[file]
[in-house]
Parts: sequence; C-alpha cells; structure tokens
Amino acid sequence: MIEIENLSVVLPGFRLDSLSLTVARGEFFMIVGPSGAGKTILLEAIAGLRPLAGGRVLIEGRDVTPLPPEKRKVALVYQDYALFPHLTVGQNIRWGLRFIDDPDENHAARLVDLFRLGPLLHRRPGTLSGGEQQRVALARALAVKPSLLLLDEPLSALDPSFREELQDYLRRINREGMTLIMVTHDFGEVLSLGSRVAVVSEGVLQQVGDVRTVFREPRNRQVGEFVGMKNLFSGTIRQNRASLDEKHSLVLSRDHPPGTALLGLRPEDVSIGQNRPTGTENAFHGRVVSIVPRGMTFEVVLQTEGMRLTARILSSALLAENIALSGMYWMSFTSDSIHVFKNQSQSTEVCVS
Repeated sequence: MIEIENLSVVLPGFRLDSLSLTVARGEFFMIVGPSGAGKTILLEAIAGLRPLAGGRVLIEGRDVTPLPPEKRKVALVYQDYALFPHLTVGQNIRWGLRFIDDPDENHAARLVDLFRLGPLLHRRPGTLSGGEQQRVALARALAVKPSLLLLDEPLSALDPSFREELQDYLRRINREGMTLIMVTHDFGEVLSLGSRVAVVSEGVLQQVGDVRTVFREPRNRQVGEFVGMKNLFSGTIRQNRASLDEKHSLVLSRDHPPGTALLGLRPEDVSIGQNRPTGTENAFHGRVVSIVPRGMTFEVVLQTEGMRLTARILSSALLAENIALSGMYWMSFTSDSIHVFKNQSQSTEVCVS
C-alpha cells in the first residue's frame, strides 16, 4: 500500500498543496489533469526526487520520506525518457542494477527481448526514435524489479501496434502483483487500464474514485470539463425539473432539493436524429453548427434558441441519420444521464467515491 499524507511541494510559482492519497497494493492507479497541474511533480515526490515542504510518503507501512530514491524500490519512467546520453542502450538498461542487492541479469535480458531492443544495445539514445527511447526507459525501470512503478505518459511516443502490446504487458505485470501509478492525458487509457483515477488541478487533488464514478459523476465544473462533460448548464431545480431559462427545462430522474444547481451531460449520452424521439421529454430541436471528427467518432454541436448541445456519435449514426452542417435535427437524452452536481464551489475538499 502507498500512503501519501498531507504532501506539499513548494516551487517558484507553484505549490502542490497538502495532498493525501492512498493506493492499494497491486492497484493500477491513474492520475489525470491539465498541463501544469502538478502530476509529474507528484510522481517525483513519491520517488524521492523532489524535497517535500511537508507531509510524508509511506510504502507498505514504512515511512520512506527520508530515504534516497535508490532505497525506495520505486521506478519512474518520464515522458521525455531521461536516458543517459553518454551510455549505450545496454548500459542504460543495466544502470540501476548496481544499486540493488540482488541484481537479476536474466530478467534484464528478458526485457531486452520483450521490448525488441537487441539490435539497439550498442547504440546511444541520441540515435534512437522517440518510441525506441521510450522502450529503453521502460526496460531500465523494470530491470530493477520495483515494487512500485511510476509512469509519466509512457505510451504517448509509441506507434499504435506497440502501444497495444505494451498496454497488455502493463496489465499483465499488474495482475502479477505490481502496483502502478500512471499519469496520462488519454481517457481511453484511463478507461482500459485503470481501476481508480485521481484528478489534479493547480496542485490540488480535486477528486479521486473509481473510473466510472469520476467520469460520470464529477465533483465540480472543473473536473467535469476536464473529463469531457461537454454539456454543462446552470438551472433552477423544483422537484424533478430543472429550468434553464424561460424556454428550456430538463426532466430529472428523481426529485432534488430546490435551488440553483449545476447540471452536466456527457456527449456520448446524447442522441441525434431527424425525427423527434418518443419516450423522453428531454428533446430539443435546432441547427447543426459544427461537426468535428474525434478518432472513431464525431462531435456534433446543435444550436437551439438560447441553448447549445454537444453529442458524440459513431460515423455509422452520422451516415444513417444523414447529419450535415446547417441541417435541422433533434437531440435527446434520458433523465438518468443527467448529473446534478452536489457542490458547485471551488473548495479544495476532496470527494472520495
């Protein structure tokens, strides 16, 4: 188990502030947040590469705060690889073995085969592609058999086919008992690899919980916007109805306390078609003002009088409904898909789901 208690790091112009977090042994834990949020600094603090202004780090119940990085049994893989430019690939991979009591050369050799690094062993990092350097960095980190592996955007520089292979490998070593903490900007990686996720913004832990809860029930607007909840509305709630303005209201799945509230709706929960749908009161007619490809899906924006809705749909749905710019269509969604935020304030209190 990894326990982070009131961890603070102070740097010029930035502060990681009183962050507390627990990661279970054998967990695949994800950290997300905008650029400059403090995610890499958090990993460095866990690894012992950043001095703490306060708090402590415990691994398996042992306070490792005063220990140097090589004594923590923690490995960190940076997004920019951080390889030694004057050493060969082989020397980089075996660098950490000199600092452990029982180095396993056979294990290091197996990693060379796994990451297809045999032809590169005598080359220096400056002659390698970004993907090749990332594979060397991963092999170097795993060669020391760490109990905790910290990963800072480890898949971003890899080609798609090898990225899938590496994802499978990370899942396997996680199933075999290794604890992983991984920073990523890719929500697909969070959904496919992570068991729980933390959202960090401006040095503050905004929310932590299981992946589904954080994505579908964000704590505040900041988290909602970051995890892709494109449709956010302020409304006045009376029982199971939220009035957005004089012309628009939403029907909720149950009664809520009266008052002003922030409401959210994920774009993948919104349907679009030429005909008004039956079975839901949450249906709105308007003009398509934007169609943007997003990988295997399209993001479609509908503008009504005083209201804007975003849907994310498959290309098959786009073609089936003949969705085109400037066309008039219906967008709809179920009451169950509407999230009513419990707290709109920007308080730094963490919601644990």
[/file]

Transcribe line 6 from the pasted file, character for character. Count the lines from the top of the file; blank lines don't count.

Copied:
């Protein structure tokens, strides 16, 4: 188990502030947040590469705060690889073995085969592609058999086919008992690899919980916007109805306390078609003002009088409904898909789901 208690790091112009977090042994834990949020600094603090202004780090119940990085049994893989430019690939991979009591050369050799690094062993990092350097960095980190592996955007520089292979490998070593903490900007990686996720913004832990809860029930607007909840509305709630303005209201799945509230709706929960749908009161007619490809899906924006809705749909749905710019269509969604935020304030209190 990894326990982070009131961890603070102070740097010029930035502060990681009183962050507390627990990661279970054998967990695949994800950290997300905008650029400059403090995610890499958090990993460095866990690894012992950043001095703490306060708090402590415990691994398996042992306070490792005063220990140097090589004594923590923690490995960190940076997004920019951080390889030694004057050493060969082989020397980089075996660098950490000199600092452990029982180095396993056979294990290091197996990693060379796994990451297809045999032809590169005598080359220096400056002659390698970004993907090749990332594979060397991963092999170097795993060669020391760490109990905790910290990963800072480890898949971003890899080609798609090898990225899938590496994802499978990370899942396997996680199933075999290794604890992983991984920073990523890719929500697909969070959904496919992570068991729980933390959202960090401006040095503050905004929310932590299981992946589904954080994505579908964000704590505040900041988290909602970051995890892709494109449709956010302020409304006045009376029982199971939220009035957005004089012309628009939403029907909720149950009664809520009266008052002003922030409401959210994920774009993948919104349907679009030429005909008004039956079975839901949450249906709105308007003009398509934007169609943007997003990988295997399209993001479609509908503008009504005083209201804007975003849907994310498959290309098959786009073609089936003949969705085109400037066309008039219906967008709809179920009451169950509407999230009513419990707290709109920007308080730094963490919601644990």